Thursday, September 25, 2014

Movie #274: The Hunger Games

The Hunger Games is a dystopian sci-fi film, based on the novel by Suzanne Collins, starring Jennifer Lawrence, Woody Harrelson, Josh Huthcerson, Liam Hemsworth, Elizabeth Banks, Donald Sutherland, Stanley Tucci, and a bunch of other people. I have not yet read the book, so I can't comment on similarities and differences, so this is just about the movie.

The country - now called Panem - is divided up into 12 districts, each of which produces something. Katniss (Lawrence) lives in District 12, the poorest district, which is analogous to Appalachia and produces coal. Katniss is bitter, but driven to help her family (mother and sister; her father died in a mining accident) survive, which she does by hunting game with her bow and selling the kills.

Every year, the government puts on a show called the Hunger Games, in which two children (ages 12 to 17) from each district are chosen at random, put in an arena, given weapons and made to fight until only one remains alive what the actual hell, Panem. The richer districts dress in crazy fashions and treat this like spectacle, whereas the outlying districts are more realistic about what the purpose of the Games is (that is, to remind you stupid fuckers of your place and make sure no one rebels). Katniss' sister, Primrose (Willow Shields) is chosen as tribute, and Katniss volunteers to take her place. She then gets a whirlwind tour of how crazy things are in the capitol, goes into the games with her District-mate Peeta (Hutcherson), who's had a crush on her since childhood, and tries to survive. She succeeds, but also winds up thumbing her nose at the government, to the point that her mentor (Harrelson), a previous Games winner, warns her that she'd better stay in line.

The movie is really good, IMO. One of the potential problems with dystopian sci-fi is when they over-explain or dumb down the world, but I think this film does a nice job of explaining what it needs to and implying the rest. The Capitol and the garish, shallow culture it engenders is well-realized, and I like that we never quite lose that sense of "wtf seriously?" when people congratulate Katniss on being the tribute, as though being brutally murdered is some kind of honor.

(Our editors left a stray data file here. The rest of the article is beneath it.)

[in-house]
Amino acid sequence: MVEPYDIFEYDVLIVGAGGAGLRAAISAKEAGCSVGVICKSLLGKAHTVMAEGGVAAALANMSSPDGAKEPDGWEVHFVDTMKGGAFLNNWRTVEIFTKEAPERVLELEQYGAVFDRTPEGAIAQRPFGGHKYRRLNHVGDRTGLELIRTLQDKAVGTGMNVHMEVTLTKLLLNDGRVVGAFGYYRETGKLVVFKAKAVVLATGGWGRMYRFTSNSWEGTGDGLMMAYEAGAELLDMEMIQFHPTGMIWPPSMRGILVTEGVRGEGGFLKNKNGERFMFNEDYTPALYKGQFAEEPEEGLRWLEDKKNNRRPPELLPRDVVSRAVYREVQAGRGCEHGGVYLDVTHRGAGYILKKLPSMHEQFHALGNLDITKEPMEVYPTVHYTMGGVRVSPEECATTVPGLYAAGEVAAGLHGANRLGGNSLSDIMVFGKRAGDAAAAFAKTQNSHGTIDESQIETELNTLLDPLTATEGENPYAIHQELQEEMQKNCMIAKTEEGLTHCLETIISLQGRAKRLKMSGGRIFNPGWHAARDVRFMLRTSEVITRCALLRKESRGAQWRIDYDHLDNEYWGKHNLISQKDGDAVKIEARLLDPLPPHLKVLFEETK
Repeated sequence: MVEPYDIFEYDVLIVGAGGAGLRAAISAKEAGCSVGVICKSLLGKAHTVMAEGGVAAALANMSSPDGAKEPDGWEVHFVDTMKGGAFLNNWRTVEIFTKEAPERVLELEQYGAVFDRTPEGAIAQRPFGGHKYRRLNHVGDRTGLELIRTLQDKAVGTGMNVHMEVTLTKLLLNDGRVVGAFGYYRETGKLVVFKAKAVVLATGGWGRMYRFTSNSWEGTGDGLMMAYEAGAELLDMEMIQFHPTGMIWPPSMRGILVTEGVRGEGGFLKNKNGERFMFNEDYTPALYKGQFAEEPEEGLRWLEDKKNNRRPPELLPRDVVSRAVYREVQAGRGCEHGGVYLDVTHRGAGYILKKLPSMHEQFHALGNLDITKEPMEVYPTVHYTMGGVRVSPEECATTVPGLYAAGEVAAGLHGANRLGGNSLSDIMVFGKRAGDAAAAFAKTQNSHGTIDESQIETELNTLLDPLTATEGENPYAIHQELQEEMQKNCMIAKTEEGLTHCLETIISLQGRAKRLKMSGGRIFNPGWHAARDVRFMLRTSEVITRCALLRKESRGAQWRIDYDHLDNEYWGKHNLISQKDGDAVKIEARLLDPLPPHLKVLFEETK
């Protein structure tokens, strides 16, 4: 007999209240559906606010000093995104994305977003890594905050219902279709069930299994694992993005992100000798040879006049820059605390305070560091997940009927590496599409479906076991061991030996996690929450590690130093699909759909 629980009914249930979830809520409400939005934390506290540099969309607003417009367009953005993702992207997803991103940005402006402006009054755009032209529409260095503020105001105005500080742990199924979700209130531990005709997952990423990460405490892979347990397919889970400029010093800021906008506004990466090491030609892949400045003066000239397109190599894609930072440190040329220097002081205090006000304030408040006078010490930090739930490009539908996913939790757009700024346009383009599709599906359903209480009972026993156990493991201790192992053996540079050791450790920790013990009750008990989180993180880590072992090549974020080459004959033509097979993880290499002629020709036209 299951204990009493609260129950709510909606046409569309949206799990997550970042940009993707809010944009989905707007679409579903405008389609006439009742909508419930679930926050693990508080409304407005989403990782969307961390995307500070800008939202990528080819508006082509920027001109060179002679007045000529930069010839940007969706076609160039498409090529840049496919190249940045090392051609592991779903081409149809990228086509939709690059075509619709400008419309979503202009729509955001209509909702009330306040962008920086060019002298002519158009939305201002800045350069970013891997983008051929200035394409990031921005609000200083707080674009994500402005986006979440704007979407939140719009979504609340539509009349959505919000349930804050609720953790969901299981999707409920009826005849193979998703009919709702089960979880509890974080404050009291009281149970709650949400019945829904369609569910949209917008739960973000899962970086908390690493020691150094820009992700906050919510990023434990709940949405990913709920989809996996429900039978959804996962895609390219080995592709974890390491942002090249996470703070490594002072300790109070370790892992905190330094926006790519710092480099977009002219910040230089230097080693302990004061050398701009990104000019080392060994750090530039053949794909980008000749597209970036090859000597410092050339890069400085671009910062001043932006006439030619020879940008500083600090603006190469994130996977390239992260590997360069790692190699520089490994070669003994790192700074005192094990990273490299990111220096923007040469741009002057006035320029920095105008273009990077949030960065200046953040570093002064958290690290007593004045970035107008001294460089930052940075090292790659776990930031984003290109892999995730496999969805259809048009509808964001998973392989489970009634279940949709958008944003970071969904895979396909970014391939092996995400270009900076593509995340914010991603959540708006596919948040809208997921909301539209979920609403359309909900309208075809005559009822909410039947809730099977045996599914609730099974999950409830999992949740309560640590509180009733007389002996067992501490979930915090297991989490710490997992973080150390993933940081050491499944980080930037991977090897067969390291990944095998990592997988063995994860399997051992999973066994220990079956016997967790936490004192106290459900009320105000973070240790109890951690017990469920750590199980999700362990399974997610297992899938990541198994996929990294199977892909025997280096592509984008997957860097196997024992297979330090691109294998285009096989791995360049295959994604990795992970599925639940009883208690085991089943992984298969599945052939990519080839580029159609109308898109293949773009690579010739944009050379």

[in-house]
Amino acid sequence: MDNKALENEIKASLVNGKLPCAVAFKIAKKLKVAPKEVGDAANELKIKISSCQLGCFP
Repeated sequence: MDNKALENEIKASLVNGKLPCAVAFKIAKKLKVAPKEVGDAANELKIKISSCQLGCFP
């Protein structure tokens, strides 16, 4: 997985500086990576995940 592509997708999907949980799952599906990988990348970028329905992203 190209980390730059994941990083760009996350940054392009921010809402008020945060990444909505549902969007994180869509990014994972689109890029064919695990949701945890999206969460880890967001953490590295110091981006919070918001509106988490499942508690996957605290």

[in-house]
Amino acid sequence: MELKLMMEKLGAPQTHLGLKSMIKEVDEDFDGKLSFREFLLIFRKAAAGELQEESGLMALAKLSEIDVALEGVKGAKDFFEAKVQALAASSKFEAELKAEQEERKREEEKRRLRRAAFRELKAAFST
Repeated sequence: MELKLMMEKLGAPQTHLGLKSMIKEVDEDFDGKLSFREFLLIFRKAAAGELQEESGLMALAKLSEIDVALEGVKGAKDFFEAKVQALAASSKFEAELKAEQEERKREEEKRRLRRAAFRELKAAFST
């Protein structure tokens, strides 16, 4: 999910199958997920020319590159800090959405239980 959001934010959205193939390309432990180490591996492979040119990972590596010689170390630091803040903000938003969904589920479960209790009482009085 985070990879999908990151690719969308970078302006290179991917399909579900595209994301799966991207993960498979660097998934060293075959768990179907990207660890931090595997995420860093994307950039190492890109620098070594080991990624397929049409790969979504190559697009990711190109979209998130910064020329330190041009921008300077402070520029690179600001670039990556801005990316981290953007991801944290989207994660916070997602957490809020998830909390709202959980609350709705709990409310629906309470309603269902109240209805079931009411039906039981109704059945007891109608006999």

The fact that the movie deals with children murdering each other - with hand weapons, even - makes it a difficult sell. The death scenes are pretty effective, though I kind of feel like the scene where Katniss' friend Rue (Amandla Stenberg) dies, and Katniss kills her killer, were a little too clean. But, make it too bloody and you head for an R rating, and this is ostensibly a young adult story.

The most effective scene in the movie, for me, is one that happens on the first night of the Games. Katniss climbs a tree and sleeps there, knowing that sleeping on the ground can be fatal if the pack of "Careers" (kids trained from early childhood to compete in the Games) find her. But another tribute makes a fire, the Careers step out of the woods, cut away to Katniss, and we hear a scream. It's chilling because we just saw this pretty young girl at fire, and the next thing that happens is that another person her age murders her with a sword. (My DVD skipped that scene, but I remember it from the theater.)

It's not a happy movie, but it's a well-made one, and it's just entertaining enough to be watchable without being too heavy. I'm keen to see the finale of the trilogy this year.

My grade: A
Rewatch value: Medium-low

Next Up: The Hunger Games: Catching Fire